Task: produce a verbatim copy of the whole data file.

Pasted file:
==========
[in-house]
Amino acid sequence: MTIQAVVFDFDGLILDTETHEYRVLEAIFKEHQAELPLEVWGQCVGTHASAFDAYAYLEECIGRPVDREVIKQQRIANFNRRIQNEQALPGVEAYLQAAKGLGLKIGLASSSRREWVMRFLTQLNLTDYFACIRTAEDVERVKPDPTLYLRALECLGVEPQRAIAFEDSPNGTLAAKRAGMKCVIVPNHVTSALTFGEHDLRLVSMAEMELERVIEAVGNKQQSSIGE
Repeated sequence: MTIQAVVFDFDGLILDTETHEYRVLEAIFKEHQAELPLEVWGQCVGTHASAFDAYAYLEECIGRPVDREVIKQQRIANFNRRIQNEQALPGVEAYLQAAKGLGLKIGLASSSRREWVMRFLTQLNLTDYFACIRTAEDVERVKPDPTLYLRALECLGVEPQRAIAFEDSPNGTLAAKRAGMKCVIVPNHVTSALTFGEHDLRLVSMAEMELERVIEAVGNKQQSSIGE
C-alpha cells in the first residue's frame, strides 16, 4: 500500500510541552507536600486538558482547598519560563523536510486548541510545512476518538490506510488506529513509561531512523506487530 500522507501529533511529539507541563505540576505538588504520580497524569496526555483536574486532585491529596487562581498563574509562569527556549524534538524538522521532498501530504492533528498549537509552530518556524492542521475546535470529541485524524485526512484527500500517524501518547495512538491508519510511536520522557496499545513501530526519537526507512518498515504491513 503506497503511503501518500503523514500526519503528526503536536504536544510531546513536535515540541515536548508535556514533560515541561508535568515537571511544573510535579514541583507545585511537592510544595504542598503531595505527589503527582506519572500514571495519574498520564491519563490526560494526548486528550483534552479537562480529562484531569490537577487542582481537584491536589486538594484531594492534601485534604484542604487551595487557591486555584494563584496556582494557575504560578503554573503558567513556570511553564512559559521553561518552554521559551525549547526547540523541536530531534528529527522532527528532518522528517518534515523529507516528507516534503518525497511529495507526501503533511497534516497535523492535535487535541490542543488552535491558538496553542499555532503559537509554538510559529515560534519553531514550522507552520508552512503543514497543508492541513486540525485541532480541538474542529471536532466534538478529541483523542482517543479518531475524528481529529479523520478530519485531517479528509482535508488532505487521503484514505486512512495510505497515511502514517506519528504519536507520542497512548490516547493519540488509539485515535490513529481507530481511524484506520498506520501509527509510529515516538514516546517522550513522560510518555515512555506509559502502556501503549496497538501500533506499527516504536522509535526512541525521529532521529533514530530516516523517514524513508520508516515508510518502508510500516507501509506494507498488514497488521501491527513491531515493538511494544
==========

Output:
[in-house]
Amino acid sequence: MTIQAVVFDFDGLILDTETHEYRVLEAIFKEHQAELPLEVWGQCVGTHASAFDAYAYLEECIGRPVDREVIKQQRIANFNRRIQNEQALPGVEAYLQAAKGLGLKIGLASSSRREWVMRFLTQLNLTDYFACIRTAEDVERVKPDPTLYLRALECLGVEPQRAIAFEDSPNGTLAAKRAGMKCVIVPNHVTSALTFGEHDLRLVSMAEMELERVIEAVGNKQQSSIGE
Repeated sequence: MTIQAVVFDFDGLILDTETHEYRVLEAIFKEHQAELPLEVWGQCVGTHASAFDAYAYLEECIGRPVDREVIKQQRIANFNRRIQNEQALPGVEAYLQAAKGLGLKIGLASSSRREWVMRFLTQLNLTDYFACIRTAEDVERVKPDPTLYLRALECLGVEPQRAIAFEDSPNGTLAAKRAGMKCVIVPNHVTSALTFGEHDLRLVSMAEMELERVIEAVGNKQQSSIGE
C-alpha cells in the first residue's frame, strides 16, 4: 500500500510541552507536600486538558482547598519560563523536510486548541510545512476518538490506510488506529513509561531512523506487530 500522507501529533511529539507541563505540576505538588504520580497524569496526555483536574486532585491529596487562581498563574509562569527556549524534538524538522521532498501530504492533528498549537509552530518556524492542521475546535470529541485524524485526512484527500500517524501518547495512538491508519510511536520522557496499545513501530526519537526507512518498515504491513 503506497503511503501518500503523514500526519503528526503536536504536544510531546513536535515540541515536548508535556514533560515541561508535568515537571511544573510535579514541583507545585511537592510544595504542598503531595505527589503527582506519572500514571495519574498520564491519563490526560494526548486528550483534552479537562480529562484531569490537577487542582481537584491536589486538594484531594492534601485534604484542604487551595487557591486555584494563584496556582494557575504560578503554573503558567513556570511553564512559559521553561518552554521559551525549547526547540523541536530531534528529527522532527528532518522528517518534515523529507516528507516534503518525497511529495507526501503533511497534516497535523492535535487535541490542543488552535491558538496553542499555532503559537509554538510559529515560534519553531514550522507552520508552512503543514497543508492541513486540525485541532480541538474542529471536532466534538478529541483523542482517543479518531475524528481529529479523520478530519485531517479528509482535508488532505487521503484514505486512512495510505497515511502514517506519528504519536507520542497512548490516547493519540488509539485515535490513529481507530481511524484506520498506520501509527509510529515516538514516546517522550513522560510518555515512555506509559502502556501503549496497538501500533506499527516504536522509535526512541525521529532521529533514530530516516523517514524513508520508516515508510518502508510500516507501509506494507498488514497488521501491527513491531515493538511494544